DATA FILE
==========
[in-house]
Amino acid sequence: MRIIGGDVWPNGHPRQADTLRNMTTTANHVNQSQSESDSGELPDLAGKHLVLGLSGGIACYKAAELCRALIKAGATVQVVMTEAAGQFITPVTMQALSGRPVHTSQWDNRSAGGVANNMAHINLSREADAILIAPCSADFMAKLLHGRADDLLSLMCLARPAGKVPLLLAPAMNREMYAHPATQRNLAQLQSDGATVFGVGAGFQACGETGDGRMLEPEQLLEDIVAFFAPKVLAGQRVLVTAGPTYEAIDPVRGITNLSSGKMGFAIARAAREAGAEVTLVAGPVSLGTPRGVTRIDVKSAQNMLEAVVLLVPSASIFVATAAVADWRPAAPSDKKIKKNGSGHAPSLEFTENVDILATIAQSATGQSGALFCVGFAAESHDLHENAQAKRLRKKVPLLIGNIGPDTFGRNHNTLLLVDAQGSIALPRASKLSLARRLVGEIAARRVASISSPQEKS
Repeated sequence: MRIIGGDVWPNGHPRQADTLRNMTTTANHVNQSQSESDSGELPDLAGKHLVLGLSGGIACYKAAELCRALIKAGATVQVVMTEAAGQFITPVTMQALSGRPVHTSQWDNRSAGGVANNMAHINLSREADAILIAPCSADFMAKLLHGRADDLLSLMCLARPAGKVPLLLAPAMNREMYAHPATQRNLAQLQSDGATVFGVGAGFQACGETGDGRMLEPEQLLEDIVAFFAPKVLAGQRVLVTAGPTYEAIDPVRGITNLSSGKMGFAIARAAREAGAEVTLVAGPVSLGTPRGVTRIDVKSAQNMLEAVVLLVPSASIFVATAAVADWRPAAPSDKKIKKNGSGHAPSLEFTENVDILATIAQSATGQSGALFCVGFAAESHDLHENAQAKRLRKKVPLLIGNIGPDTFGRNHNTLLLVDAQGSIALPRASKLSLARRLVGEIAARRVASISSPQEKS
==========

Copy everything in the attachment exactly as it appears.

[in-house]
Amino acid sequence: MRIIGGDVWPNGHPRQADTLRNMTTTANHVNQSQSESDSGELPDLAGKHLVLGLSGGIACYKAAELCRALIKAGATVQVVMTEAAGQFITPVTMQALSGRPVHTSQWDNRSAGGVANNMAHINLSREADAILIAPCSADFMAKLLHGRADDLLSLMCLARPAGKVPLLLAPAMNREMYAHPATQRNLAQLQSDGATVFGVGAGFQACGETGDGRMLEPEQLLEDIVAFFAPKVLAGQRVLVTAGPTYEAIDPVRGITNLSSGKMGFAIARAAREAGAEVTLVAGPVSLGTPRGVTRIDVKSAQNMLEAVVLLVPSASIFVATAAVADWRPAAPSDKKIKKNGSGHAPSLEFTENVDILATIAQSATGQSGALFCVGFAAESHDLHENAQAKRLRKKVPLLIGNIGPDTFGRNHNTLLLVDAQGSIALPRASKLSLARRLVGEIAARRVASISSPQEKS
Repeated sequence: MRIIGGDVWPNGHPRQADTLRNMTTTANHVNQSQSESDSGELPDLAGKHLVLGLSGGIACYKAAELCRALIKAGATVQVVMTEAAGQFITPVTMQALSGRPVHTSQWDNRSAGGVANNMAHINLSREADAILIAPCSADFMAKLLHGRADDLLSLMCLARPAGKVPLLLAPAMNREMYAHPATQRNLAQLQSDGATVFGVGAGFQACGETGDGRMLEPEQLLEDIVAFFAPKVLAGQRVLVTAGPTYEAIDPVRGITNLSSGKMGFAIARAAREAGAEVTLVAGPVSLGTPRGVTRIDVKSAQNMLEAVVLLVPSASIFVATAAVADWRPAAPSDKKIKKNGSGHAPSLEFTENVDILATIAQSATGQSGALFCVGFAAESHDLHENAQAKRLRKKVPLLIGNIGPDTFGRNHNTLLLVDAQGSIALPRASKLSLARRLVGEIAARRVASISSPQEKS